First in a series
Proposals to amend the Constitution to overturn the Citizens United ruling are competing for attention on the Internet. We like one by Lawrence Lessig, a Harvard law professor. Its virtue is that it focuses on campaign finance and does not take a meat ax to all corporate rights.
Citizens United is the infamous U.S. Supreme Court decision of 2010 that struck down limits on independent spending by corporations on campaign messages. It has turned the presidential election into a bidding war.
Lessig's amendment would provide public funding for federal elections. It would limit private contributions to candidates for federal office to $100. It would give Congress the power to limit, but not ban, independent political expenditures within 90 days of an election. (Citizens United struck down a similar provision in the McCain-Feingold campaign finance law.)
It would provide that the First Amendment could not be construed "to vest in any non-natural person any unalienable constitutional rights."
In other words, the rights under the First Amendment could not be interpreted to apply to a corporation.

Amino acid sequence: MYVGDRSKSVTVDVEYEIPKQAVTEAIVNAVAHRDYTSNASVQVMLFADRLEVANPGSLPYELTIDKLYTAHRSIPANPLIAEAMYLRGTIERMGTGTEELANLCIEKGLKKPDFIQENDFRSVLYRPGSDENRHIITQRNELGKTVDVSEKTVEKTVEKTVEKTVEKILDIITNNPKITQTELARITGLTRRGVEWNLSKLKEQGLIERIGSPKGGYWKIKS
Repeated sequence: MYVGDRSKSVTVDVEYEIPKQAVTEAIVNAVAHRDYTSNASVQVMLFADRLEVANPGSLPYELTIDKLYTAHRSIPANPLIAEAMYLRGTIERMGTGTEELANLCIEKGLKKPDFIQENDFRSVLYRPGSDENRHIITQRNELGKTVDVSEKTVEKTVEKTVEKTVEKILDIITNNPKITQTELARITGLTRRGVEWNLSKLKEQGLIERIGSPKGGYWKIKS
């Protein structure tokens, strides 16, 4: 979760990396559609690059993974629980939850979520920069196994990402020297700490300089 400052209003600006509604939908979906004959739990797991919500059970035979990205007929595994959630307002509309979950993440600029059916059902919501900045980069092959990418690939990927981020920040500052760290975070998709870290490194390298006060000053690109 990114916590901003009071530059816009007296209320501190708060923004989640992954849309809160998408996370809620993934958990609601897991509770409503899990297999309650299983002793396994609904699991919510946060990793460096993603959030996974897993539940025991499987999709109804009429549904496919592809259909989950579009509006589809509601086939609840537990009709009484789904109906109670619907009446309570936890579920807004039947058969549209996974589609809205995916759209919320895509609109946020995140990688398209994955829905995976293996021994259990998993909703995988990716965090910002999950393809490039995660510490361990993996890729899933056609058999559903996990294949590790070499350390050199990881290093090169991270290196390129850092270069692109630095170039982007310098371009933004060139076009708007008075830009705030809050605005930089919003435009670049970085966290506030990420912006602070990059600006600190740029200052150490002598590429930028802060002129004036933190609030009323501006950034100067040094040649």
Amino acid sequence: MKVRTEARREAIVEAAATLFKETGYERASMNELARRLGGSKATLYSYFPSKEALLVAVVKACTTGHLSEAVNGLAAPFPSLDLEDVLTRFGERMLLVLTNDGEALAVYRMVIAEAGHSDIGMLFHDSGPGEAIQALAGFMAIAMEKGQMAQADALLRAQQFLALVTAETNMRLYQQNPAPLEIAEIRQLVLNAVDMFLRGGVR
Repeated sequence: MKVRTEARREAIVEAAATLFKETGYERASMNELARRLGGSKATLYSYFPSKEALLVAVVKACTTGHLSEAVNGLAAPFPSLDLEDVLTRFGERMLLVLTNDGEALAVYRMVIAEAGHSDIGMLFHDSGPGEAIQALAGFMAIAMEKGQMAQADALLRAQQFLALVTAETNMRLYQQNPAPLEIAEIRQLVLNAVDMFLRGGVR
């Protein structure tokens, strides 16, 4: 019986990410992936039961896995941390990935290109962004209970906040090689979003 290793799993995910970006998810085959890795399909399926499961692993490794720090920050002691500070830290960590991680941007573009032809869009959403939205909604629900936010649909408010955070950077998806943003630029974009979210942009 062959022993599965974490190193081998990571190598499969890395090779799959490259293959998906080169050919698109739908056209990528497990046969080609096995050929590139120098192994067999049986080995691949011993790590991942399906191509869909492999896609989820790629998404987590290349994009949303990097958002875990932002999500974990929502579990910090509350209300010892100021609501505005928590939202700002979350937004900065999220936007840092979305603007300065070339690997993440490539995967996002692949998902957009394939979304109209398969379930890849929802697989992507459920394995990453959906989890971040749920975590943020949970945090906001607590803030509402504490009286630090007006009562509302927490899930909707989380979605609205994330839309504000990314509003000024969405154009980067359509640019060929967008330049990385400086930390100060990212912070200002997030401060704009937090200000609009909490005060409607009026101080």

Congress would be obliged to establish a federal elections agency to enforce the provisions of the amendment. The agency would have standing to enforce the amendment in the federal courts and to file actions against Congress.
Finally, the First Amendment could not be construed to limit legislation that would flesh out the amendment, except "to assure content and viewpoint neutrality."
Presumably that would prevent Congress from enacting laws to ban some viewpoints but not others. Also, the First Amendment could not be construed "to limit the equivalent power of state or local legislation enacted to regulate elections of state of local officers."
The best and most important idea in Lessig's amendment is public funding of election campaigns. That would eliminate federal officials' dependence on big contributors and those donors' stranglehold on Congress and the presidency. Yet, it would still give people a chance to support candidates of their choice through $100 contributions.
It would not eliminate corporations' voices in the public square, so they could defend their interests, but it would give Congress power to limit them during the late run-up to elections.
That's a decent compromise and a good starting point for discussions leading to an eventual amendment.
Tomorrow: Apply amendment to states